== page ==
By James Clark Task and Purpose
The Department of Defense has once again shown its age and its disdain for those daggon kids and their daggum Nintendos.
An early February press release, put out by the Military Health System, took aim at 18-to-25-year-olds and suggested that they’re having a hard time making it through boot camp because their bones are brittle from playing too many video games.
“Today’s recruits are coming from a far more sedentary lifestyle compared to previous generations, making their skeletons more prone to injuries because they’re not used to the kind of intense activity they will face at basic training,” reads the release.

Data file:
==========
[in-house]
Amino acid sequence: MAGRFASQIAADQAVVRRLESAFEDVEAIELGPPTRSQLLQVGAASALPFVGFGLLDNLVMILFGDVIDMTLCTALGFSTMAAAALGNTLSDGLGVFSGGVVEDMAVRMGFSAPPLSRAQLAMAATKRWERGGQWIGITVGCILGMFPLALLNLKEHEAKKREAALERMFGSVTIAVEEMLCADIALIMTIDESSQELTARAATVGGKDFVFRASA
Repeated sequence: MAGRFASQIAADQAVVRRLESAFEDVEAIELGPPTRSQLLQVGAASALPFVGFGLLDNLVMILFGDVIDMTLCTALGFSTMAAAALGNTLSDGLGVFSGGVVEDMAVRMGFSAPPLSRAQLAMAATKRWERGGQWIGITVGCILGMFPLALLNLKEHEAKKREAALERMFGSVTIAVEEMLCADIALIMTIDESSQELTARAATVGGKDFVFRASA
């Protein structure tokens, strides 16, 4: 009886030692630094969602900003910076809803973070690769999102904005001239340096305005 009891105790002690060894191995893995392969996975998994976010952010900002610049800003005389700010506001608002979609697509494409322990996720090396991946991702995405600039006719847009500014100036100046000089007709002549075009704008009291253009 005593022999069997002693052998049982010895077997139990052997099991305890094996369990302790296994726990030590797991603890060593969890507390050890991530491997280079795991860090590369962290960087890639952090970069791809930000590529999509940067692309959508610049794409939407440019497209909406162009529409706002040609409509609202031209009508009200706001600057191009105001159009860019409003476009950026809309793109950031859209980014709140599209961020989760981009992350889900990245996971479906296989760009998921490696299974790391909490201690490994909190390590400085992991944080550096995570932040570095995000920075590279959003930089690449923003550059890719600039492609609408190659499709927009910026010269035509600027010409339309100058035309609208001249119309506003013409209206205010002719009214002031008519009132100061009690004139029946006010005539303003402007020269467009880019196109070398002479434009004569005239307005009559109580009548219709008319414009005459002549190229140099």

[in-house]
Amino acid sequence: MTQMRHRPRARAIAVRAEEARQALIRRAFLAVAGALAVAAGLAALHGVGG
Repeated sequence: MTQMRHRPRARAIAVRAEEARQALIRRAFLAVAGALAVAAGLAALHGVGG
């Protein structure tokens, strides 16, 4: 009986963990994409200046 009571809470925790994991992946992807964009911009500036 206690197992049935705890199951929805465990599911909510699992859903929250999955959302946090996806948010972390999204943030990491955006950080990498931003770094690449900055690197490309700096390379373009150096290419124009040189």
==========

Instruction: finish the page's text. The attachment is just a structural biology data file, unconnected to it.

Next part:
“The ‘Nintendo Generation’ soldier skeleton is not toughened by activity prior to arrival, so some of them break more easily,” said Maj. Jon-Marc Thibodeau, a clinical coordinator at Fort Leonard Wood, Missouri. (Side note: “Nintendo Generation soldier skeleton” is an excellent idea for a band name or a DARPA project.)